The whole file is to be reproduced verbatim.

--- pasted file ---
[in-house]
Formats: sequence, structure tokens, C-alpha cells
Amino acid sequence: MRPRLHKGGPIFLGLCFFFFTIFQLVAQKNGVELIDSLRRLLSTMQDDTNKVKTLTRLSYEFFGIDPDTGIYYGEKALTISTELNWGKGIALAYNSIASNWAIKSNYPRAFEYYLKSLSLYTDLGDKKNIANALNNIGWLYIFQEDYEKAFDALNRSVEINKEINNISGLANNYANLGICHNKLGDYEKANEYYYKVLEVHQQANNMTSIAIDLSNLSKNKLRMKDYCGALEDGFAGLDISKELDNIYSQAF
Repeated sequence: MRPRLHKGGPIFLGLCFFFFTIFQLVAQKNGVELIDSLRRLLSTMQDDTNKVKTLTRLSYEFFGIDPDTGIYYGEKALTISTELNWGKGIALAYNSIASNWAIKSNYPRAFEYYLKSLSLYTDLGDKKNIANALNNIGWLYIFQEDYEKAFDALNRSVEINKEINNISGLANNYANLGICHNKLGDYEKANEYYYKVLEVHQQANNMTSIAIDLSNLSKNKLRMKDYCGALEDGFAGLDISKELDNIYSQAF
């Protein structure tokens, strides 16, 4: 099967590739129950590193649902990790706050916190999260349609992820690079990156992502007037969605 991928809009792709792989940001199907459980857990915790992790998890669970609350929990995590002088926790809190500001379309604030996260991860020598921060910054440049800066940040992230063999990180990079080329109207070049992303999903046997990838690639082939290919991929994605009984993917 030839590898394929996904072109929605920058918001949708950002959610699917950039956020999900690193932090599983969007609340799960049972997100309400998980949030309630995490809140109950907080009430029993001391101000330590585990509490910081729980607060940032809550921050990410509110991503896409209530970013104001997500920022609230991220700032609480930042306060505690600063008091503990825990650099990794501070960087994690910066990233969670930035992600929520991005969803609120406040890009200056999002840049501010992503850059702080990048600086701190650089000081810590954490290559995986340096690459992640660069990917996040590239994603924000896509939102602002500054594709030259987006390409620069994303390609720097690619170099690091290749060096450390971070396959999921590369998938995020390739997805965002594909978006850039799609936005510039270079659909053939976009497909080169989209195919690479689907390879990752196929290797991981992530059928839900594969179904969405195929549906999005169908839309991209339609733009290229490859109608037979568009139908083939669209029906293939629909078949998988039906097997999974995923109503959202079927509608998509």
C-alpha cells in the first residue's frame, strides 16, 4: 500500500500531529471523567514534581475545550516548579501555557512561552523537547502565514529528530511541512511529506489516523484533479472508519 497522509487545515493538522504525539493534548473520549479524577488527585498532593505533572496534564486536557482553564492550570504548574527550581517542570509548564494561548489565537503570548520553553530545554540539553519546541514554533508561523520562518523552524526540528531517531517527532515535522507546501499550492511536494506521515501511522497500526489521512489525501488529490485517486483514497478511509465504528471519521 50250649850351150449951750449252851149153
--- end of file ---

[in-house]
Formats: sequence, structure tokens, C-alpha cells
Amino acid sequence: MRPRLHKGGPIFLGLCFFFFTIFQLVAQKNGVELIDSLRRLLSTMQDDTNKVKTLTRLSYEFFGIDPDTGIYYGEKALTISTELNWGKGIALAYNSIASNWAIKSNYPRAFEYYLKSLSLYTDLGDKKNIANALNNIGWLYIFQEDYEKAFDALNRSVEINKEINNISGLANNYANLGICHNKLGDYEKANEYYYKVLEVHQQANNMTSIAIDLSNLSKNKLRMKDYCGALEDGFAGLDISKELDNIYSQAF
Repeated sequence: MRPRLHKGGPIFLGLCFFFFTIFQLVAQKNGVELIDSLRRLLSTMQDDTNKVKTLTRLSYEFFGIDPDTGIYYGEKALTISTELNWGKGIALAYNSIASNWAIKSNYPRAFEYYLKSLSLYTDLGDKKNIANALNNIGWLYIFQEDYEKAFDALNRSVEINKEINNISGLANNYANLGICHNKLGDYEKANEYYYKVLEVHQQANNMTSIAIDLSNLSKNKLRMKDYCGALEDGFAGLDISKELDNIYSQAF
């Protein structure tokens, strides 16, 4: 099967590739129950590193649902990790706050916190999260349609992820690079990156992502007037969605 991928809009792709792989940001199907459980857990915790992790998890669970609350929990995590002088926790809190500001379309604030996260991860020598921060910054440049800066940040992230063999990180990079080329109207070049992303999903046997990838690639082939290919991929994605009984993917 030839590898394929996904072109929605920058918001949708950002959610699917950039956020999900690193932090599983969007609340799960049972997100309400998980949030309630995490809140109950907080009430029993001391101000330590585990509490910081729980607060940032809550921050990410509110991503896409209530970013104001997500920022609230991220700032609480930042306060505690600063008091503990825990650099990794501070960087994690910066990233969670930035992600929520991005969803609120406040890009200056999002840049501010992503850059702080990048600086701190650089000081810590954490290559995986340096690459992640660069990917996040590239994603924000896509939102602002500054594709030259987006390409620069994303390609720097690619170099690091290749060096450390971070396959999921590369998938995020390739997805965002594909978006850039799609936005510039270079659909053939976009497909080169989209195919690479689907390879990752196929290797991981992530059928839900594969179904969405195929549906999005169908839309991209339609733009290229490859109608037979568009139908083939669209029906293939629909078949998988039906097997999974995923109503959202079927509608998509």
C-alpha cells in the first residue's frame, strides 16, 4: 500500500500531529471523567514534581475545550516548579501555557512561552523537547502565514529528530511541512511529506489516523484533479472508519 497522509487545515493538522504525539493534548473520549479524577488527585498532593505533572496534564486536557482553564492550570504548574527550581517542570509548564494561548489565537503570548520553553530545554540539553519546541514554533508561523520562518523552524526540528531517531517527532515535522507546501499550492511536494506521515501511522497500526489521512489525501488529490485517486483514497478511509465504528471519521 50250649850351150449951750449252851149153